1/2 – 3/4 (2nd of Middle bits) Protagonist needs to be in a scene where he recommits to the journey.
Last 1/4 (End) Build towards climax, change/transformation of character/s. Climax – about 2 scenes or chapters from end, and before resolution at end.

This is the long bit – and it is a lengthy process, as Liz Kessler will verify.  Basically, you write down your scenes and action points – one per strip of index card, so only the basics – then cut these up and place them where you think they should go… so, if you know the

Completed TSP plot planner

end (hopefully you’ll have some idea of where you’re heading), you can write that on a bit of card and place it at the bottom of the End part of your planner.  I can’t be too specific here, but to give you a couple of examples from TSP: ‘Background on P, family, house’ is one of my Beginning section cards, as is ‘O & P go back to cliff top’ – a lot of this beginning section sets up the story and introduces the setting and characters.  In the Middle sections, the action builds.  To start with, it’ll look a bit bare – more paper than cards – but as the ideas come, it is SO satisfying to see it fill up.  Don’t glue them down straight away.  I found that the first 1/4 came quite quickly, with other odd bits in the other sections.  This is a personal thing, but I decided at this point to write the 1st quarter, see how that panned out, then went back to the plot planner to continue with planning.  This worked really well for me, as I couldn’t see the big picture until I had done some physical writing.  I then completed the planner in a few days.  I can’t tell you how exhilerating it was to see my novel laid out in this way.  You know those moments you frequently have as a writer, where you stare at the page and have no idea where you’re heading… or, you’re not sure if what you’ve just written ties in with what you said earlier… etc?  Solved!  I then stuck the bits of card down, but  was careful to leave a gap inbetween each strip of card, so I could add additional points and scenes if I needed to.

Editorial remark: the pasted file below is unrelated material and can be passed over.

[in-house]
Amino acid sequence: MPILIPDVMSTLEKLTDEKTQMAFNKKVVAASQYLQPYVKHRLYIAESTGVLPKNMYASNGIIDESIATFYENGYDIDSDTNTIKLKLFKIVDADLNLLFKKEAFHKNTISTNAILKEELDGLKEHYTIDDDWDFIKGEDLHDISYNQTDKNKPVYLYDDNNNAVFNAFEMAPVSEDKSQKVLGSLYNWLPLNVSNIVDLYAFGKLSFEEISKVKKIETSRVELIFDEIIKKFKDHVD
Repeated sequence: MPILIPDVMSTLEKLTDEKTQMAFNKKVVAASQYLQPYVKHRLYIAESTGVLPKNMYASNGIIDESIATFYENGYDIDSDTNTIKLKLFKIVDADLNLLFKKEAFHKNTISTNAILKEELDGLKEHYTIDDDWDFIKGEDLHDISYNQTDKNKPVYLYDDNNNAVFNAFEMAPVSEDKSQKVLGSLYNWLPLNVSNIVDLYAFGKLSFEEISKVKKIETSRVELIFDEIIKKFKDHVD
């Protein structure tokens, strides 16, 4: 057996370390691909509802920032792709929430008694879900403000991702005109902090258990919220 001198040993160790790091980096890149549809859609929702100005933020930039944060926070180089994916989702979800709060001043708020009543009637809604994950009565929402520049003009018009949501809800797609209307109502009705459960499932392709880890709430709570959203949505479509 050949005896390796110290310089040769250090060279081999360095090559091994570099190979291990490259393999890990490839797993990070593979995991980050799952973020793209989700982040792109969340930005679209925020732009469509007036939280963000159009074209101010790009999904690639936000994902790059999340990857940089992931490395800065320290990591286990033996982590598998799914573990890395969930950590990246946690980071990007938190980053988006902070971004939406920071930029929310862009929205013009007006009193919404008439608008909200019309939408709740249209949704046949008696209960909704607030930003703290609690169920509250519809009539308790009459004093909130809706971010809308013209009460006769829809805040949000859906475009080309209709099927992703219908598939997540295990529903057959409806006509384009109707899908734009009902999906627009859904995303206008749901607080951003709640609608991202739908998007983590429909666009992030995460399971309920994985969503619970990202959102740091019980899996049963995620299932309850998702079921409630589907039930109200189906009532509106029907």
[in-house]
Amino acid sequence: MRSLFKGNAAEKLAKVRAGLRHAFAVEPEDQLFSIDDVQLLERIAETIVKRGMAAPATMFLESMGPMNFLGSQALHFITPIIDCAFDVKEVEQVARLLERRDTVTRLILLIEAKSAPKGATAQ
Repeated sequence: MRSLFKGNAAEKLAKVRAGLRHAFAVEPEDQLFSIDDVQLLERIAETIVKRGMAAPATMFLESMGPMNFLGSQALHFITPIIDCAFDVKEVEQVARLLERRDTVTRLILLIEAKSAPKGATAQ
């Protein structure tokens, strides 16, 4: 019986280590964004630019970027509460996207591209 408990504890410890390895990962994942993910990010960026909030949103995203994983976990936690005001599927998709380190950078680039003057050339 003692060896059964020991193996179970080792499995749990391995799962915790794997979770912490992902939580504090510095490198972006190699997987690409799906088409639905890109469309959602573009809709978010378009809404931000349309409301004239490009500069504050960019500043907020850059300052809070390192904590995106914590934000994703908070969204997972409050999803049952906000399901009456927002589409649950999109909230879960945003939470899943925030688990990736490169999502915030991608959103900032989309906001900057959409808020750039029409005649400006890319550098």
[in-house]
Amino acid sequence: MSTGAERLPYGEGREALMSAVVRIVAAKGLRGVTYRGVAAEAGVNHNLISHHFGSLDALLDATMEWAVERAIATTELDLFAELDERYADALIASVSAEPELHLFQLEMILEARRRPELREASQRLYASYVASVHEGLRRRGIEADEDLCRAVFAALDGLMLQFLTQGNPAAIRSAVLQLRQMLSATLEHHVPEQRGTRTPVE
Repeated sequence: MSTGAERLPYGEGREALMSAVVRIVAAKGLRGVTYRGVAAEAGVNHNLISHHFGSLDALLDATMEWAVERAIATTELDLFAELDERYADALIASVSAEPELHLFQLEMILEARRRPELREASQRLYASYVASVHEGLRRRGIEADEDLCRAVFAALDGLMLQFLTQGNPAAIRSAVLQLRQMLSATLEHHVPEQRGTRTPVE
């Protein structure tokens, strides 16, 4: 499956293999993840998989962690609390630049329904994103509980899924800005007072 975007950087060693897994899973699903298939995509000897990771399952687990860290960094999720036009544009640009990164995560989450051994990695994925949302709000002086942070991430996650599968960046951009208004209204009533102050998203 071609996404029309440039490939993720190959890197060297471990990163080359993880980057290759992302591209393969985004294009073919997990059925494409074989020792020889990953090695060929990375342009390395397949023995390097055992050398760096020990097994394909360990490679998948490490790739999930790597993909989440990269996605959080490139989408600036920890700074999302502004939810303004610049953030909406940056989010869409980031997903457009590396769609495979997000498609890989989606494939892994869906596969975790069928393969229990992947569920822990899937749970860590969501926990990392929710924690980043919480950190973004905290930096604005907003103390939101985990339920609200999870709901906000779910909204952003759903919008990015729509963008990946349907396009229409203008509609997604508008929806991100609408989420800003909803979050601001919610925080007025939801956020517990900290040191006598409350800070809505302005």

I am now writing the rest of TSP with plot planner by my side.  Of course, I still have to write the scenes, and I have already peeled off two or three of the stuck down bits of card and re-stuck them somewhere else, and added some new bits… but that doesn’t matter, that’s all part of the process.  It isn’t cast in stone.  The main thing is that the shape is there and I can see how it will work and how the subplots connect.  And perhaps, most importantly of all, I have faith in this story before it is written, and that really is something!

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About Abi Burlingham

I write children's books and paint pictures inspired by nature, animals, trees etc, mostly in acrylics. I am a crisp addict.
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32 Responses to 6th January 2011

  1. A really brilliant post, Abi. Just reading it helps me to clarify the structure of my work in progress in my head but I might actually get the scissors out if the first draft looks a bit spongy. Thanks for posting this.

  2. Oh brilliant! If it just helps you realise you’re on the right track, that’s fab. Go on, get the scissors out… you know you want to 😉

  3. Martin Day says: